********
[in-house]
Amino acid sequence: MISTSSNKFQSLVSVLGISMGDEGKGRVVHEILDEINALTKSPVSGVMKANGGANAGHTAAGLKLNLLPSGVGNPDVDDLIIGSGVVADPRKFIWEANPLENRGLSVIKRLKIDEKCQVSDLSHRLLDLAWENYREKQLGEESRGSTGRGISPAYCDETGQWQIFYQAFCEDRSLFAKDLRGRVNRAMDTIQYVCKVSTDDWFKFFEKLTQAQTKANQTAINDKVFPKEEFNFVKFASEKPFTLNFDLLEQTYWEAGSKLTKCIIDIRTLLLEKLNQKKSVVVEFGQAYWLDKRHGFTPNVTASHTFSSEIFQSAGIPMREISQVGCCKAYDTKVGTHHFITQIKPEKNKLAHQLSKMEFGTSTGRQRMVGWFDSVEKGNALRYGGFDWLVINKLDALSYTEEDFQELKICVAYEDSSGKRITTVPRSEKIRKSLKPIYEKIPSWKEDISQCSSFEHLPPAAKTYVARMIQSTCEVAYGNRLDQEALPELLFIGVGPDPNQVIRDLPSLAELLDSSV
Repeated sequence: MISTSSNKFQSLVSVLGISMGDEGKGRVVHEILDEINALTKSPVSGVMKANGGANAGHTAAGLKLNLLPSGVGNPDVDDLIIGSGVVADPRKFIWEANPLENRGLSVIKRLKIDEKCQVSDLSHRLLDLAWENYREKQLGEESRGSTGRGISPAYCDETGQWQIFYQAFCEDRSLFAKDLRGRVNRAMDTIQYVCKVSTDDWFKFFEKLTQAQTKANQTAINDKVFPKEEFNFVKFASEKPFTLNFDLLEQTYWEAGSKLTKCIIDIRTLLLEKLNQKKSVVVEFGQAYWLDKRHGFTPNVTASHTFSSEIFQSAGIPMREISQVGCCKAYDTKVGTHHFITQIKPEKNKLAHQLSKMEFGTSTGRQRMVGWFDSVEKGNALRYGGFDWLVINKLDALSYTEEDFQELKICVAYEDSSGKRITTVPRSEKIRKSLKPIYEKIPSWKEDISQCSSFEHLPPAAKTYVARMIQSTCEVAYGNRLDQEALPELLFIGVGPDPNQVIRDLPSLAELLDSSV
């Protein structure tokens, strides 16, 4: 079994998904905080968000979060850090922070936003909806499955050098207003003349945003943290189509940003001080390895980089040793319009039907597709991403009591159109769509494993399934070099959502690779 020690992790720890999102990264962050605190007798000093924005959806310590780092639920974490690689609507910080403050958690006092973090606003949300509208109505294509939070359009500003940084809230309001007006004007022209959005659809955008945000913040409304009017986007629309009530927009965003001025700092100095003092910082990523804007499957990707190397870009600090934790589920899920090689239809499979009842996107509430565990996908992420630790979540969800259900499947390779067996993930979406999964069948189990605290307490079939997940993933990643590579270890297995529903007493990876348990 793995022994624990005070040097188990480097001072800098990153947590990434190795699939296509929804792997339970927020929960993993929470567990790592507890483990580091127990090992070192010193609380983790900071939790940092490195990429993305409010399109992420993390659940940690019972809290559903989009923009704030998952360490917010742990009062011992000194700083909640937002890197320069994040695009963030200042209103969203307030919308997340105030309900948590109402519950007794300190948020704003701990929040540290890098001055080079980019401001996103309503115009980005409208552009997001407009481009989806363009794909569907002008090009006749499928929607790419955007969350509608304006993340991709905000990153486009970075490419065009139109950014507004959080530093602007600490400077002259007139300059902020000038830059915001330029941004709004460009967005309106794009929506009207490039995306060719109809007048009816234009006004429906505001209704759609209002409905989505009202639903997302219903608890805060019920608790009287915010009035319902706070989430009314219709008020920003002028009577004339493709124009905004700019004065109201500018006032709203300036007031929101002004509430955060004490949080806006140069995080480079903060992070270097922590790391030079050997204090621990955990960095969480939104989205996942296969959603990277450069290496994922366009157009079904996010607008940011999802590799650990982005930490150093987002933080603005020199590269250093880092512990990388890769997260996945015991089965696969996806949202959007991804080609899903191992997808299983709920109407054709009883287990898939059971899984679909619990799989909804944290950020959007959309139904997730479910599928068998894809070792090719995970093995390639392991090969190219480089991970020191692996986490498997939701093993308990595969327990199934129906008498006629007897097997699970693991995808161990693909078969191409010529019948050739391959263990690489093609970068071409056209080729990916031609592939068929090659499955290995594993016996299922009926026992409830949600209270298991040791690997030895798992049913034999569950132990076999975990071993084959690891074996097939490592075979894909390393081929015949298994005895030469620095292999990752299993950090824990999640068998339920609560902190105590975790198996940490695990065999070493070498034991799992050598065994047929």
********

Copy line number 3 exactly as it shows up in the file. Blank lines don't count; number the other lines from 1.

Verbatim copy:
Repeated sequence: MISTSSNKFQSLVSVLGISMGDEGKGRVVHEILDEINALTKSPVSGVMKANGGANAGHTAAGLKLNLLPSGVGNPDVDDLIIGSGVVADPRKFIWEANPLENRGLSVIKRLKIDEKCQVSDLSHRLLDLAWENYREKQLGEESRGSTGRGISPAYCDETGQWQIFYQAFCEDRSLFAKDLRGRVNRAMDTIQYVCKVSTDDWFKFFEKLTQAQTKANQTAINDKVFPKEEFNFVKFASEKPFTLNFDLLEQTYWEAGSKLTKCIIDIRTLLLEKLNQKKSVVVEFGQAYWLDKRHGFTPNVTASHTFSSEIFQSAGIPMREISQVGCCKAYDTKVGTHHFITQIKPEKNKLAHQLSKMEFGTSTGRQRMVGWFDSVEKGNALRYGGFDWLVINKLDALSYTEEDFQELKICVAYEDSSGKRITTVPRSEKIRKSLKPIYEKIPSWKEDISQCSSFEHLPPAAKTYVARMIQSTCEVAYGNRLDQEALPELLFIGVGPDPNQVIRDLPSLAELLDSSV